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New York | Donald Trump on trial for tax evasion in October 2023

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(New York) New York justice has set October 2, 2023, 13 months before the 2024 presidential election, for the civil trial of Donald Trump and three of his children, accused of fraudulent tax practices within the Trump Organization.

In this case, New York State Attorney General Letitia James accuses the Republican billionaire and his children of having “deliberately” manipulated the valuations of the assets of the group, – which includes golf clubs, luxury hotels and other properties – to obtain better loans from banks or to reduce taxes.

She is seeking $250 million in damages on behalf of the state, as well as bans from running companies for the ex-president and his relatives.

Also targeted are three children of the former president, Donald Trump Jr, Eric Trump and Ivanka Trump.

New York State Supreme Court Justice Arthur Engoron on Tuesday set a trial schedule from December 2022 to October 2, 2023, when the trial begins.

Donald Trump, who officially announced last week that he is a presidential candidate for 2024, is the subject of several legal proceedings, but he is not yet the subject of any charges.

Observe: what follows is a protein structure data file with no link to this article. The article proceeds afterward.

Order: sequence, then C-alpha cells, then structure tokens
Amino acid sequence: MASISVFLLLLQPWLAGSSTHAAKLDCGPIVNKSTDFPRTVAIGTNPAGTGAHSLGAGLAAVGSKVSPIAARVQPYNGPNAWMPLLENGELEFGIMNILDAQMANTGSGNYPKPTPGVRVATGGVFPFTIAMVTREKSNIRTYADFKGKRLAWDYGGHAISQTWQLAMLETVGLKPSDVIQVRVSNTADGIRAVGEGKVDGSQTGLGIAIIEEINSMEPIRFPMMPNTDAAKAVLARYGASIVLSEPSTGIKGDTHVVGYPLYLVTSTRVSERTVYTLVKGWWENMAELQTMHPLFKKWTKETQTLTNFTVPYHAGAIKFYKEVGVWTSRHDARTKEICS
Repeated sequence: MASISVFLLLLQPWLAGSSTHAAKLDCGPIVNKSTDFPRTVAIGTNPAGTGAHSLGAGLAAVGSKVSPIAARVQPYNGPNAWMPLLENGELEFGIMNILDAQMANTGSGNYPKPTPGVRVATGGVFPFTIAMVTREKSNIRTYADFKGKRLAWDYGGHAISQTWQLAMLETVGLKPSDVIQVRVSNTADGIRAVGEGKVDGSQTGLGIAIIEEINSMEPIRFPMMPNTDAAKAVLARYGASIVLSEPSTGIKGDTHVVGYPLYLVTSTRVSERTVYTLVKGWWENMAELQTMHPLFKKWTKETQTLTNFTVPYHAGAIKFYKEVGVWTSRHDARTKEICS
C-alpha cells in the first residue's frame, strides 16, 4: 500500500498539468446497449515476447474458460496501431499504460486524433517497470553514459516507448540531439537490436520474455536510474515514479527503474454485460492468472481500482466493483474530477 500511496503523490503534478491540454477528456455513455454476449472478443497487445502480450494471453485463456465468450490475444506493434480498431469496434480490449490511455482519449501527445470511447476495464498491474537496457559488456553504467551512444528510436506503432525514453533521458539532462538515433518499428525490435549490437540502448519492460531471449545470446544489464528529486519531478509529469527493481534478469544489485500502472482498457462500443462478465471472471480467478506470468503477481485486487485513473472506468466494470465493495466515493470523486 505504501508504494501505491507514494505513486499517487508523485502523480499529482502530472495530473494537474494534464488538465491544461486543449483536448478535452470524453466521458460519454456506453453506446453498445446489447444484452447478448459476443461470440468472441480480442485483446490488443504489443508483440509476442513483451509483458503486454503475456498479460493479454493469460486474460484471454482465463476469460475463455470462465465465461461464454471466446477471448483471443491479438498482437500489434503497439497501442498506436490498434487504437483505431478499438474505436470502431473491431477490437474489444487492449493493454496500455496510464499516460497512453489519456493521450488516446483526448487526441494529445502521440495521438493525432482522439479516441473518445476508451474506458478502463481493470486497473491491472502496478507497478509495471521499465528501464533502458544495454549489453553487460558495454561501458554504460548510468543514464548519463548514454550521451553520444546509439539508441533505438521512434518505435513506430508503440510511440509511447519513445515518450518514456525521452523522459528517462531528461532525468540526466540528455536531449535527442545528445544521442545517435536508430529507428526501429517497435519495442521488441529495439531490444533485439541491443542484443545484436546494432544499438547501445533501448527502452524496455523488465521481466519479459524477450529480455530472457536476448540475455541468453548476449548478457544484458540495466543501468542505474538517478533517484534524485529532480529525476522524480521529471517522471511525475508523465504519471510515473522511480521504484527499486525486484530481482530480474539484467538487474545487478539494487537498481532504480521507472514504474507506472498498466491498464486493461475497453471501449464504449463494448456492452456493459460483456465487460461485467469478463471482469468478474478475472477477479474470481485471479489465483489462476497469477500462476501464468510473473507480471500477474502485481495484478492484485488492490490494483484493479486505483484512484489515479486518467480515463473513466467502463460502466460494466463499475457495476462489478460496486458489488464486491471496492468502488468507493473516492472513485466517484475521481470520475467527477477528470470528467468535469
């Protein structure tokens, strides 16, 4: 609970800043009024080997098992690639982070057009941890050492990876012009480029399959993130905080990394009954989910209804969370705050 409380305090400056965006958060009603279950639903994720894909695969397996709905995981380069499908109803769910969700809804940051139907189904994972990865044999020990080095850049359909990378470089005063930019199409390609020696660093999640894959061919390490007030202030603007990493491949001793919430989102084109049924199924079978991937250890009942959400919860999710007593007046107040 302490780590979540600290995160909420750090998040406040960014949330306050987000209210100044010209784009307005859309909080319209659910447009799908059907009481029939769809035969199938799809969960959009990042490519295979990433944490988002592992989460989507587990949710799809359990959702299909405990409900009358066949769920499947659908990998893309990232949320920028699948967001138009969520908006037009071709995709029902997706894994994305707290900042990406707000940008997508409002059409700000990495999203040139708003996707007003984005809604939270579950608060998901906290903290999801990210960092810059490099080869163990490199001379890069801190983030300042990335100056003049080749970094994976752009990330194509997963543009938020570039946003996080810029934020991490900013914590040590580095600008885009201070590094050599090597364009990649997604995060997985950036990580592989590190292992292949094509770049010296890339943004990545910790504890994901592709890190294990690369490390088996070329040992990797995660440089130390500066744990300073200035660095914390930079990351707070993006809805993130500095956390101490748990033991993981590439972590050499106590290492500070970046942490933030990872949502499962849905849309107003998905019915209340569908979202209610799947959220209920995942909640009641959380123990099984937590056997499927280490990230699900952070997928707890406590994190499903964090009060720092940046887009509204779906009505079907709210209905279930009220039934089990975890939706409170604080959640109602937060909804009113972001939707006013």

Three days after this declaration of candidacy, the Minister of Justice Merrick Garland had announced the appointment of a special prosecutor, Jack Smith, to take over two ongoing investigations of American justice: one on Donald Trump’s efforts to change the results of the 2020 presidential election, the other on the management of the White House archives.

Tax returns

This special prosecutor will be responsible for saying whether to charge Donald Trump in one of these two cases, but it will be up to the minister to decide.

The former president (2017-2021) emerged weakened from the midterm elections in November, after results less good than expected for the Republicans and several defeats of candidates he supported, while one of his rivals prospects for a primary from his party, Florida Governor Ron DeSantis was triumphantly re-elected.

On Tuesday, the United States Supreme Court also authorized the transfer of the former president’s tax returns, rejecting a final appeal by Donald Trump.

A committee of the House of Representatives, in the hands of the Democrats until January, has been demanding for three years the documents transmitted to the tax authorities by the billionaire between 2015 and 2020.

But, unlike all tenants of the White House since the 1970s, Donald Trump has always refused to release his tax returns and fought fiercely in court to block Congress’s request.

The lack of transparency of Donald Trump, who has made his wealth a campaign argument, has fueled speculation for years about the extent of his fortune or potential conflicts of interest.

However, it is not certain that the transfer of his tax archives to Congress lifts the veil on the affairs of the septuagenarian.

The commission, which called for these tax returns to develop ethical rules on the affairs of presidents, is not supposed to make them public. In January, Republicans will regain control of the House of Representatives and likely drop that job.



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